Sorry for the delay in posting - my youngest daughter a a sleepover with seven other pre-pubescent girls. They didn't fall asleep until 3 AM (I haven't slept yet.)
October 27, 1939 -
John Cleese, actor, writer and all around funny guy was born on this date. (Oh yeah, I think he was in a comedy group in the late 60's, early 70's.)
Once I know his stance on the amount of vermouth in martinis, I might have to reconsider my vote this year.
October 27, 1955 -
The quintessential 50's movie (although quite startling at the time,) Nicholas Ray's masterful, Rebel Without a Cause, was released on this date.
Natalie Wood was first considered too naive and wholesome for the role of Judy. She began changing her
looks and eventually attracted the notice of director Nicholas Ray, who began an affair with her but still would not guarantee her the part, though he eventually relented. Both Ray and Wood later claimed that he changed his mind after she was in a car accident with Dennis Hopper and someone in the hospital called her a "goddamn juvenile delinquent".
October, 27, 1956 -
One of the better late period Elmer vs. Bugs Looney Tunes, Wideo Wabbit, premiered on this date.
Among the television programs parodied are You Bet Your Life starring Groucho Marx, You Are There with Walter Cronkite and The Liberace Show, starring Liberace.
October 27, 1964 -
Another Paddy Chayefsky scripted classic from the 60's (although unappreciated), The Americanization of Emily, starring James Garner and Julie Andrews, premiered on this date.
The role of Lt. Cmdr. Charles E. Madison was originally offered to William Holden, while James Garner was considered for the part of "Bus" Cummings.
(An abbreviated) Today in History:
October 27, 1553 -
Michael Servetus, noted theologian, was honored in Switzerland for his discovery of the pulmonary circulation of the blood, on this date by being burned at the stake just outside Geneva with what was believed to be the last copy of his writing chained to his leg. Historians record his last words as: "Jesus, Son of the Eternal God, have mercy on me."
John Calvin is given a good deal of credit for having arranged these honors, which may have had something to do with his own gratitude to Mr. Servetus for having raised an important theological question.
Throughout history, such important theological questions have caused almost as much bloodshed as important theological answers. That doesn't mean theology's an especially bloody field - there's been just as much carnage from philosophy, political science, economics, linguistics, and the rest of the humanities.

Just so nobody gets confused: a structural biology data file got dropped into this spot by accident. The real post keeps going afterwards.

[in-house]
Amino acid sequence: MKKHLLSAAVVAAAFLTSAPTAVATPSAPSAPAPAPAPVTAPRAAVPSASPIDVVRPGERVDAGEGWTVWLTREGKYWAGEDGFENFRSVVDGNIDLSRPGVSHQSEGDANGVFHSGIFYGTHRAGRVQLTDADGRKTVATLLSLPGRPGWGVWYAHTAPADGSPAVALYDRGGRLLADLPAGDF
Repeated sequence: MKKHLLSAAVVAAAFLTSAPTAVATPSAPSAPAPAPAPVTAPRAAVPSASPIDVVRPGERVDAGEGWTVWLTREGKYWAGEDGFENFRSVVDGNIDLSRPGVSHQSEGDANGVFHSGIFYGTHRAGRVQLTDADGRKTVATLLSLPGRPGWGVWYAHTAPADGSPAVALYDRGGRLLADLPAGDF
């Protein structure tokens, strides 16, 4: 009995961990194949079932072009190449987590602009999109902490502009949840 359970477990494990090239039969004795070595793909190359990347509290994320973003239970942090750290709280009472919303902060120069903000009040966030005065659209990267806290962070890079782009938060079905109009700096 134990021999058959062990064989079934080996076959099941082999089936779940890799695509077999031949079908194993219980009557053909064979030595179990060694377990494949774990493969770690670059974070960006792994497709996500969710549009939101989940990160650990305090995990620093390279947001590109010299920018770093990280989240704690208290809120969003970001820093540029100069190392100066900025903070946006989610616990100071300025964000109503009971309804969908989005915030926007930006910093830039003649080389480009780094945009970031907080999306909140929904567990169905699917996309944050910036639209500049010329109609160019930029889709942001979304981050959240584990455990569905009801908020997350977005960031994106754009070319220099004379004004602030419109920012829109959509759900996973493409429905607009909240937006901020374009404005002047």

It's probably all that blood that puts the 'human' in the humanities or as one of my faith readers put it, the 'hard' in hard science.
The Interborough Rapid Transit Subway, New York City's first underground subway line opened officially 108 years ago today. It ran from the Brooklyn Bridge uptown to Broadway at 145th Street with a fare of one nickel.
The ride currently costs $2.25 and if you're lucky, you can have a rat travel in the car with you.
October 27, 1954 -
"... It was all started by a mouse." Walt Disney's first TV show, Disneyland, premiered on ABC-TV on this date
All of the ABC episodes were filmed in color, even though they aired in black and white. When the show moved to NBC in 1961, many of the ABC episodes that re-aired on NBC were shown in color and have been that way ever since, even when those episodes aired on The Disney Channel and released on home video.
October 27, 1962 -
The British comedy stage revue Beyond the Fringe, written by and starring Peter Cook, Dudley Moore, Jonathan Miller and Alan Bennett opening in NYC on this date.
This show is often seen as the beginning of the British satirical comedy of the 60's and many of the members Monty Python found this show highly influential.
October 27, 1964 -
In a private ceremony, Sonny and Cher exchanged rings in Tijuana (on this date) and told others they were married,
they were not legally married until 1969.
And so it goes.
Don't stare too long at Dave but wait about 90 seconds and watch what happens.